Sen. Orrin Hatch, R-Utah, ranking member of the Senate Finance Committee, severely criticized a 26-page white paper on proposed housing policy reforms that the Federal Reserve unexpectedly submitted to Congress last week.
In a letter to Federal Reserve Chairman Ben Bernanke, Hatch warned that the Fed was treading ‘too far into fiscal policy advice and advocacy’ and was offering the impression that the central bank risked ‘being perceived as advocacy for particular policy options.’
‘Many in Congress have had sympathy for the Fed's belief that its forays into the fiscal space were necessary to address the financial crisis,’ Hatch wrote to Bernanke. ‘However, I believe that your recent housing white paper, and recent advocacy by Federal Reserve officials for further taxpayer-funded government 'intervention' in housing and mortgage markets, intrudes too far into fiscal policy advice and advocacy. Indeed, one Fed official called putback rules of Fannie Mae and Freddie Mac as 'excessively stringent.' Such comments seem, to me, to be out of bounds.’
Hatch also noted that the Fed has done its share in bringing more tumult to an already-shaky economy.
‘Moreover,’ he continued, ‘the Fed created a number of programs that allocated credit to narrowly defined sectors and classes of borrowers (e.g., commercial paper, asset-backed securities, money market mutual funds) despite clearly stating in a March 23, 2009 joint statement with the Treasury that such allocation should not be your aim and that: 'Government decisions to influence the allocation of credit are the province of the fiscal authorities.' The Fed, nonetheless, continued to purchase housing agency mortgage-backed securities and agency debt to increase credit availability and reduce the cost of credit in the housing market.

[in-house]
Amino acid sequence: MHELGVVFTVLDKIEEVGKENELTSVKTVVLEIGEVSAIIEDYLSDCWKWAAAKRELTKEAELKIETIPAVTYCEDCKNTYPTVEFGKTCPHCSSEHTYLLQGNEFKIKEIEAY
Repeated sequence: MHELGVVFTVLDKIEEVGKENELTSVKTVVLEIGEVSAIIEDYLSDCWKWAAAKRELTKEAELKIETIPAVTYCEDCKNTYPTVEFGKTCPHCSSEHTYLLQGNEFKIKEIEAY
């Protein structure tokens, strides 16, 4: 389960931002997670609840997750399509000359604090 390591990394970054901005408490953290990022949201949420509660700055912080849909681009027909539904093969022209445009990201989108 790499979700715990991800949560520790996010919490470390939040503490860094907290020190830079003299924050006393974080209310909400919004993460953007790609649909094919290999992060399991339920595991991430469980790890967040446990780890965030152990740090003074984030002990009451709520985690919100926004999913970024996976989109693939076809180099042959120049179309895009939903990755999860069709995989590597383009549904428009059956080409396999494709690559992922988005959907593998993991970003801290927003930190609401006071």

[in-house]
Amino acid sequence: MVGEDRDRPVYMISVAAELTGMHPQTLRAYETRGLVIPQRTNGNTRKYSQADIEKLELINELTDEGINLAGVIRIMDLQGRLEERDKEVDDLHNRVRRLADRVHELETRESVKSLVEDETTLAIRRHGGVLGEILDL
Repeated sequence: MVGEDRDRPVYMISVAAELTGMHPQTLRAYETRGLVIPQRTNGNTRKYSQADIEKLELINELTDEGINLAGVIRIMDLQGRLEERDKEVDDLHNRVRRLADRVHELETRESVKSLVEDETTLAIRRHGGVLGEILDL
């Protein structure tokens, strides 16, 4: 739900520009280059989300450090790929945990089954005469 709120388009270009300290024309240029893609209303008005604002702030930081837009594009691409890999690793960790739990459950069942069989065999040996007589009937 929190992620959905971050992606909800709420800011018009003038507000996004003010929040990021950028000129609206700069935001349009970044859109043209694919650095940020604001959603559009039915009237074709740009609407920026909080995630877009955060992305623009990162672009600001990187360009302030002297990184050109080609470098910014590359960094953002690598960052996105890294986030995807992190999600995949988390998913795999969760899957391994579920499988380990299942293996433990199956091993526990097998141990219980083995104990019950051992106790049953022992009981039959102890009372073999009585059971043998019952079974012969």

‘Because many of those Fed activities involved government intervention into private markets and government assumption of private risks on behalf of taxpayers,’ Hatch added, ‘I believe they constituted bailouts and fiscal policy actions, independent of whether the Fed ends up making money or losing money. The Fed is not a hedge fund, and profit and loss on its extraordinary asset purchases are not the appropriate metric by which to judge the efficacy of those actions. Many Fed actions led to increased moral hazard, which will unfortunately persist.’